The above-mentioned issue occurred because of local political dynamics, in which local businessmen came up and dominated the political stage after the end of the New Order era. This is marked by the emergence of predatory oligarchy in a number of areas with rich natural resource potential. The political and economic power controlled by these oligarchs has created inequality in social and economic development, injustice, underdevelopment, and horizontal conflict (Aspinall, 2003). The persistence of this oligarchic behavior is due to the institutional framework of power that is alive and maintained by the political-economic elite. In other words, the changes in the authority institutions are not accompanied by fundamental changes in the power relations structure and the behavior of political actors (Robison and Hadiz, 2004).

Oligarchy is not only limited to the minority ruling over the majority, but rather the politics of defending wealth and power. The main principle of oligarchy is to produce material inequality to create political power inequality (Winters, 2011). Although the position and access to the political process (electoral) are considered to be equal in a democracy, the enormous wealth in the hands of a small minority ultimately creates significant political power. Elections have an immense influence on power, especially in a democratic system.


The involvement of a number of coal mining entrepreneurs in the Central and South Kalimantan local elections is evident in an article written by Aspinall and As'ad (2013) entitled Local Election: Mining and Local Bossism in South Kalimantan and Central Kalimantan. This study reveals the involvement of a number of mining entrepreneurs who act as political brokers in the local election. They are hoping to obtain political rewards from the entrepreneurs who are elected in the local election, particularly rewards related to the management of local economic resources or infrastructure projects. As a result, the policies issued after the election tends to favor their political patronage.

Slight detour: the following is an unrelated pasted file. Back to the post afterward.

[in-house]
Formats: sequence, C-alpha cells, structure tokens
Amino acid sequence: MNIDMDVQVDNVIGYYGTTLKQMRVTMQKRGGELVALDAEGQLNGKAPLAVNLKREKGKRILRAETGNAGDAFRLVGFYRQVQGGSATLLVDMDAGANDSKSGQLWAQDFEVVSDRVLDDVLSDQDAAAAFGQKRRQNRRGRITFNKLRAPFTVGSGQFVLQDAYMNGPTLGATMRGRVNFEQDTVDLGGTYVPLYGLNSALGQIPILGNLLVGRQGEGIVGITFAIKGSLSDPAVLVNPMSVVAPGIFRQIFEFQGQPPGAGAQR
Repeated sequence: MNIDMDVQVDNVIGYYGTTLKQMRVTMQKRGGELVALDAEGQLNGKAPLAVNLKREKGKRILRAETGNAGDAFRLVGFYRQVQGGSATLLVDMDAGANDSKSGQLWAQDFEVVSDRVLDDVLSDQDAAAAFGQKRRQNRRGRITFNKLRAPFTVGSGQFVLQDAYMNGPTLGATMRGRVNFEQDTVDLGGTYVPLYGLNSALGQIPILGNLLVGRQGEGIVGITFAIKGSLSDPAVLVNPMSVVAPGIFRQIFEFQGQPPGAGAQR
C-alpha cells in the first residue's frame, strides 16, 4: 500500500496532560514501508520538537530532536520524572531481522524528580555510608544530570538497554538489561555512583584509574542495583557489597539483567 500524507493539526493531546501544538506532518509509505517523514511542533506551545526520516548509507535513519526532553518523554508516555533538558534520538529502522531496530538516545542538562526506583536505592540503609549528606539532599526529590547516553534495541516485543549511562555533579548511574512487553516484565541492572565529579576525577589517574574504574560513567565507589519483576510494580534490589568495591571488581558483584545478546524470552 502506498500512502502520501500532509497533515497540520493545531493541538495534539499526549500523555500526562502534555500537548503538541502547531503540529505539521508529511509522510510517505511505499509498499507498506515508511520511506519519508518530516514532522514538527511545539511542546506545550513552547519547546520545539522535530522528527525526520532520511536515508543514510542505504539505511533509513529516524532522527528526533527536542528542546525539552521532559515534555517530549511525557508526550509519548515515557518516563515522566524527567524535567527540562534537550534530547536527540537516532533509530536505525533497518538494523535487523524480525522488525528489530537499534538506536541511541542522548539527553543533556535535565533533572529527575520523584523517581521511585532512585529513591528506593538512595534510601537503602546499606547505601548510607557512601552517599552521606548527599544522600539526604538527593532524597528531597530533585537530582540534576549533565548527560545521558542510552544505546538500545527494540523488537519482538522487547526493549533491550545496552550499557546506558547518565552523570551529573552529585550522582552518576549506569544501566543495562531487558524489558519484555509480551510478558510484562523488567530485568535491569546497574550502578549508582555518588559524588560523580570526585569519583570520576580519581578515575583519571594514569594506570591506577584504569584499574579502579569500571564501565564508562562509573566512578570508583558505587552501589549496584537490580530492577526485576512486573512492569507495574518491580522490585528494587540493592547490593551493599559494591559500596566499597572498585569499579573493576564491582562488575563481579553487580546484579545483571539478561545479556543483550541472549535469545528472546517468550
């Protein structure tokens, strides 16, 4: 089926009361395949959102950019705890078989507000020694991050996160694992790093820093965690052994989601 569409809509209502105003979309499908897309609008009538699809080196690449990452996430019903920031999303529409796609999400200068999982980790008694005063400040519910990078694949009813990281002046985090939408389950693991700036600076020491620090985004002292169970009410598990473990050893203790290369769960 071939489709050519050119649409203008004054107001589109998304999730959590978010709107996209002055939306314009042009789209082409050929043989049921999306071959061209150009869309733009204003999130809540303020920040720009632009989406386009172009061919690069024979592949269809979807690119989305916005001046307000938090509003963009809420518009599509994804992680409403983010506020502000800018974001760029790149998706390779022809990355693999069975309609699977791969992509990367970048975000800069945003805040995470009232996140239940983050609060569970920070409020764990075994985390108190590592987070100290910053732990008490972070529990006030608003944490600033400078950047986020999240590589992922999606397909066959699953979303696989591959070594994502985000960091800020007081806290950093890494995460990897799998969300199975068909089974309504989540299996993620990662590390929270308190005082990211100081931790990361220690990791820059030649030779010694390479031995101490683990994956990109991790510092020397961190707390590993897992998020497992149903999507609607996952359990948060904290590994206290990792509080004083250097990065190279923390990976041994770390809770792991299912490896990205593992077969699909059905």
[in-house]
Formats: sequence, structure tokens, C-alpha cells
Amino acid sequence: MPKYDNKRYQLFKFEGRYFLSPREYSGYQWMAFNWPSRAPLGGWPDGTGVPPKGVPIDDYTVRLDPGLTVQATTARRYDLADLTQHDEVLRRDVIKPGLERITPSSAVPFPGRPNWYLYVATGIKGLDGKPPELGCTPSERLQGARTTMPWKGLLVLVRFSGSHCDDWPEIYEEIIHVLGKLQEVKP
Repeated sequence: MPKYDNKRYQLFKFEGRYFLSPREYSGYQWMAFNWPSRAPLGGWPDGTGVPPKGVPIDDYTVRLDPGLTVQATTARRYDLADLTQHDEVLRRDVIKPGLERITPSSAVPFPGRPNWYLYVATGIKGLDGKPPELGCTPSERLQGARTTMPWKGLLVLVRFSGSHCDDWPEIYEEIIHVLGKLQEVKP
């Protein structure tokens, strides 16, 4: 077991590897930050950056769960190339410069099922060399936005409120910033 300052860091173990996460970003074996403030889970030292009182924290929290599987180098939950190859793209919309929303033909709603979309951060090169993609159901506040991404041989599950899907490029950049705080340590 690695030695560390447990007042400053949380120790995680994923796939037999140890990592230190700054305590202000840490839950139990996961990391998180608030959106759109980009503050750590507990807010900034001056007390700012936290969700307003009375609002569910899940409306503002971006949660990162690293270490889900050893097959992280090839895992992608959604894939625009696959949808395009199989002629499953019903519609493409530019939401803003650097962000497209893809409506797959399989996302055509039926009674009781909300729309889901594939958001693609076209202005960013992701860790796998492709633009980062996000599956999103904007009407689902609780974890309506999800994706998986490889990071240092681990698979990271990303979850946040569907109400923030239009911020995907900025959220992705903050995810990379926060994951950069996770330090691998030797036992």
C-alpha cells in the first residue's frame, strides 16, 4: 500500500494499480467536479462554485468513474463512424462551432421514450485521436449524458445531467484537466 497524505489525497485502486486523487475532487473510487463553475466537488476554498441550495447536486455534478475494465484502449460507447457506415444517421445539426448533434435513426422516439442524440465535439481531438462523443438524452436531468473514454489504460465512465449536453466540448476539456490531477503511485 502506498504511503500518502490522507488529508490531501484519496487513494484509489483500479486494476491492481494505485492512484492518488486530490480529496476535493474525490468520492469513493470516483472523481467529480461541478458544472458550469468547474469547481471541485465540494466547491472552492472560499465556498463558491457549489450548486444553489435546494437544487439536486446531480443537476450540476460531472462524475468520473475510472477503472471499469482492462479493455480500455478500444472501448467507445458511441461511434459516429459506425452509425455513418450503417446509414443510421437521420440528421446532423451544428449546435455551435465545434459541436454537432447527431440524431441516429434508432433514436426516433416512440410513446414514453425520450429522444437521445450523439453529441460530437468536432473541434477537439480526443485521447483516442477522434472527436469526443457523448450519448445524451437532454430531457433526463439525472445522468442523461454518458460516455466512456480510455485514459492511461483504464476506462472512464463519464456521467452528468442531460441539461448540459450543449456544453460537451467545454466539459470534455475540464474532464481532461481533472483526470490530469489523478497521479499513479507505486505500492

The ideal leader for Central Kalimantan, amidst an environmental crisis, should be brave enough to create pro-community and pro-environment policies, by encouraging environmental evaluation and audits, law enforcement, and maximizing the utilization of local assets for the local communities and indigenous peoples’ interests. This drive must be strengthened by policies that are in accordance with the conditions in Central Kalimantan and its community.

Central Kalimantan has a total land area of 15.3 million hectares and 80 percent of it has received investment. This has resulted in many inequalities in the community-managed areas, where the rights of the people who have managed their territory for generations are neglected and they were evicted due to incoming investment. This happened without the consent or even the knowledge of the community.

Central Kalimantan needs courageous leaders who can say “Stop the investments, for the time being, evaluate the existing permits, stop all permit processes, conduct environmental audits, and enforce the law". Large areas in Central Kalimantan have been completely destroyed, but the local revenue remains low. The current management of natural resources requires improvement.

Public awareness about the environment and about electing environmentally aware leaders have started to increase. The community is already aware and knows which leaders are really fighting for their (community) interests and which leaders only ask for their votes every five years.

It's just a matter of how the Central Kalimantan future leaders can eliminate the political kickback culture, in order to eliminate political patronage that can disrupt the current democratic process. On the other hand, pushing for transparency regarding the development process and welcoming criticism is a strategic step that the government can take to maintain its accountability in the regions. (*)

*The author is an environmentalist and is a member of Simpul Jaringan Pantau Gambut - Central Kalimantan